Great Craftmanship Can’t Be Rushed
I collected my Feather Cycles travel bike from Ricky Feather on Friday. A year in the making and well worth every week of that wait. I should add at this point that you don’t normally wait a year for a bike. Ricky was forced to move his workshop unexpectedly during 2019 and that prompted some delays. Plus I wasn’t in a huge rush for the bike, so it was fine.
Before I go a word further, it’s right to say Ricky’s service is immaculate. His care and attention at all stages are without parallel. Discussing the intent of the bike, your personal tastes in bikes and life in general. A clear specification for the bike, transparent steps in the process. You always know where you stand. Then the frame build, which is sublime. Jack Kingston paint as an option. I took the option as befits this beautifully built bike. Ricky assembles his bikes with great care, no detail is missed. Aftercare is superb.
As mentioned in a previous post on the subject, the original idea was to have Ricky build a Dario Pegoretti tribute bike for me. Then the notion of a coupler framed bike to take with me on my travels entered into my brain, so that was the route we went down. I was very keen to stick with my tried and trusted race geometry, rather than go for the more relaxed setup some global travellers use. The Feather Cycles travel bike I have had built is essentially my normal set up, but with two S&S couplers integrated into the frame.
I also wanted a unique bike. Ricky’s partner in crime, painter Jack Kingston, took one of my wife’s street abstract photographs and turned it into a deep and complex House of Kolor paint job, using their Kandy range. The photographs here don’t do the paint justice, it’s a work of art. Embedded in the paint is the name of the bike, “Sempre II”. The Feather logo on the downtube is applied using a 24 karat gold leaf.
The Challenges Of A Bespoke Genius
Feather Cycles is a fascinating venture. I would guess Ricky is 34 and last year celebrated his tenth year in business. He could weld when he decided to start the business but has self-taught himself the art of bespoke bike building. And how. Multiple awards at the Bespoked cycle show, one of the world’s best-regarded shows for hand-built bikes, show his capability. He’s naturally artistic, this becomes apparent in how he speaks about the world around him. When you see him with a camera in hand, this confirms the thought.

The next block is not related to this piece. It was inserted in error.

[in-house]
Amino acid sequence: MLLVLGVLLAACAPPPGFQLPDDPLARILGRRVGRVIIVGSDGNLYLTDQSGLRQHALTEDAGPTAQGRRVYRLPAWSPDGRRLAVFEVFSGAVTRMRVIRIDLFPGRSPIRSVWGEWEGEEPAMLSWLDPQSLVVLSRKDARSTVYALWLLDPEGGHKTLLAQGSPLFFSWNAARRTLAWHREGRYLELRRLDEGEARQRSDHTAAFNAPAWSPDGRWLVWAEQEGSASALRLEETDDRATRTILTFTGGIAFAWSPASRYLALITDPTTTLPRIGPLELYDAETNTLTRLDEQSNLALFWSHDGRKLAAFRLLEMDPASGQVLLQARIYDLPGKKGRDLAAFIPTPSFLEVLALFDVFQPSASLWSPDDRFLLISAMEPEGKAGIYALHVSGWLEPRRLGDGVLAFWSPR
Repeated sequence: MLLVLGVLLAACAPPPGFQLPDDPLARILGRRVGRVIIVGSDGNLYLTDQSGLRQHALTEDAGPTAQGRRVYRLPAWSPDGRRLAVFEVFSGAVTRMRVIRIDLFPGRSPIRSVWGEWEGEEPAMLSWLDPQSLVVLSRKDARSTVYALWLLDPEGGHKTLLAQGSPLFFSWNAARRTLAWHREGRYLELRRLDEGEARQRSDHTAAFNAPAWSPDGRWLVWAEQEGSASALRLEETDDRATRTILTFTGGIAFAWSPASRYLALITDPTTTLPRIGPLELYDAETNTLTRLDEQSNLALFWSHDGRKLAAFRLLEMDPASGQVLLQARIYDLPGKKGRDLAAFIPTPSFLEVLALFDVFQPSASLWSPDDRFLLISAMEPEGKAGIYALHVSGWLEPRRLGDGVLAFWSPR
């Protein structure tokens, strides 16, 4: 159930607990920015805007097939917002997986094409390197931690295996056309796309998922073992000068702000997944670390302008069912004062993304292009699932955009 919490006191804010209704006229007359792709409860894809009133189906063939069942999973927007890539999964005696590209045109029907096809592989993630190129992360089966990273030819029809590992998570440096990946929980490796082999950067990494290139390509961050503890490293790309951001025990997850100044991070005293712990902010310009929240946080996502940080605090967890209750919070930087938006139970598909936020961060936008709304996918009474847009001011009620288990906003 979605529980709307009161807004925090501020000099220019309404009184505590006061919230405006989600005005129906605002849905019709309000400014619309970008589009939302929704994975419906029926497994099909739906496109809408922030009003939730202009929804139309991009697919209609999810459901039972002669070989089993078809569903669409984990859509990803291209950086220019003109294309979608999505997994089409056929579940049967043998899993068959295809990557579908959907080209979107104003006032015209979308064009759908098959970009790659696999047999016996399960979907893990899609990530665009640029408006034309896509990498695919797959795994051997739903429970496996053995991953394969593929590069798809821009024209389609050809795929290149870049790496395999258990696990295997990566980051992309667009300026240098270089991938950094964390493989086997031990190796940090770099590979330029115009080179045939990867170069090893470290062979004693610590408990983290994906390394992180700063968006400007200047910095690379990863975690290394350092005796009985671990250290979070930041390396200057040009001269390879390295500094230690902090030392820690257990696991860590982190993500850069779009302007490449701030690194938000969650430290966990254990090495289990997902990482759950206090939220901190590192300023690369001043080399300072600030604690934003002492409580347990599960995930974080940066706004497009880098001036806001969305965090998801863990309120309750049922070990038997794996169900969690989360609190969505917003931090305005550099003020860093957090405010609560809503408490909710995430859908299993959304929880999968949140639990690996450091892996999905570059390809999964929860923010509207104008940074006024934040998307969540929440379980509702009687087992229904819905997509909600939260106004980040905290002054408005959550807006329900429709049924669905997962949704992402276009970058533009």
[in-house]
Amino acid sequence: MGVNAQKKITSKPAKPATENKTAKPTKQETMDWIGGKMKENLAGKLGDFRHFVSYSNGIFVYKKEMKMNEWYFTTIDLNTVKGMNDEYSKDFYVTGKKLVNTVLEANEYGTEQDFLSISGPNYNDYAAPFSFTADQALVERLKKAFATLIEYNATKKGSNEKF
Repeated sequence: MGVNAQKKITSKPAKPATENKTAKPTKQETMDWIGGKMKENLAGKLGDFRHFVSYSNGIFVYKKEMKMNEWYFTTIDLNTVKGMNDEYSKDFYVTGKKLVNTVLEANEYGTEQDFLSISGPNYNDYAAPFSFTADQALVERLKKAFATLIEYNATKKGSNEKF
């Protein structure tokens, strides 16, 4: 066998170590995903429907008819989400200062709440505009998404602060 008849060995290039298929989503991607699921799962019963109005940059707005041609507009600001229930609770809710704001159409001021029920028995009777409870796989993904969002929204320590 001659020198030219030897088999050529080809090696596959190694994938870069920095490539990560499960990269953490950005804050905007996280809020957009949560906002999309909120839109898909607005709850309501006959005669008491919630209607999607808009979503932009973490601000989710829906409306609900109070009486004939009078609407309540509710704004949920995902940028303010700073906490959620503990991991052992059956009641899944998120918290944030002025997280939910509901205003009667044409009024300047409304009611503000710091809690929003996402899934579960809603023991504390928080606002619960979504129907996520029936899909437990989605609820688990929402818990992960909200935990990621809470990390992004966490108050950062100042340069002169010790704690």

He works from a small workshop near York. His den of creativity contains bike jigs, welding equipment, lathes, milling equipment and a bunch of kit I could not even begin to identify. Some of the equipment is older than Ricky, he pointed out to me a 1960s vintage machine wedged into a tight corner.
Yet it’s a tough road he’s on in pursuit of his primary art of building his world-class Feather Cycles. The cycling boom in the UK has softened, people are spending less. The price of key components, wheels and groupsets rise and therefore the price of a complete bike too. Squeezed in the middle are the craftsmen like Ricky. E-commerce has made bike buyers very price-aware, everyone wants a keen price. Hand-built bikes take a lot of hours to build, a lot of hours. Therefore any price squeeze affects Ricky’s net take-home cash at the end of every build. It’s very tough to make a living in the bespoke bike sector.
This is my first steel bike since my youth. Columbus XCr stainless steel. Weight isn’t an issue as far as I can ascertain. I’m 96 kilograms, so what I have for breakfast is likely more of a factor than whether the frame is carbon or steel.
See above a couple of photographs of the frame in construction. You can see the quality of the brazing Ricky brings to bear. It takes a very steady hand to build a great frame and then cut a 35mm section out of it to fit the coupler. Twice. But the result works and looks good too.
The rubber hits the road via an Enve carbon fork, Knight Composites 500mm deep rim wheels on Chris King hubs and Continental 5000 tubeless tyres. My first use of tubeless tyres, interested to see how that goes. For some reason I’ve wanted Chris King bearings on a bike for a while and now I have them. I know they are regarded as a cliche by some of the observers of the bespoke world; but my dollar, my choice.
Groupset is the sublime Shimano Dura-Ace and the rest of the running gear is largely from Deda. Deda serves me well on my other bikes. Look Carbon Keo blade pedals and a Prologo saddle round it out.
First Packing Day, First Event
As mentioned a key difference with my Feather Cycles travel bike is that the frame can break into two pieces, given the S&S Machine couplers in the top and down tubes. The whole bike fits into a 26″ * 26″ * 10″ case. I’ll need to set aside a decent amount of time to break it down and pack it the first time. I’m not good at jigsaws or Rubiks Cube and it’s fair to say I’ve never packed a bike in a conventional bike case the same way twice. This promises to be a challenge. Meditate, no coffee, no pressing need to be anywhere else, a few deep breaths, start packing. That’s the general strategy for the rapidly approaching First Packing Day. The reality is I’ll be sweating, stressed and cursing.
The first trip for my new jewel of a bike is to Tuscany at the start of April. I’m competing for the prestigious Lanterne Rouge (last rider home) in GFNY Italia. This promises to be a challenging outing for the rider. Starting in Montepulciano the course is as jagged as a set of saw teeth and includes 25km of strada bianche. I expect the bike will be fine. Somewhat fitting that we will be in the home country of Dario Pegoretti. That’s where this whole story started.
Also published on Medium.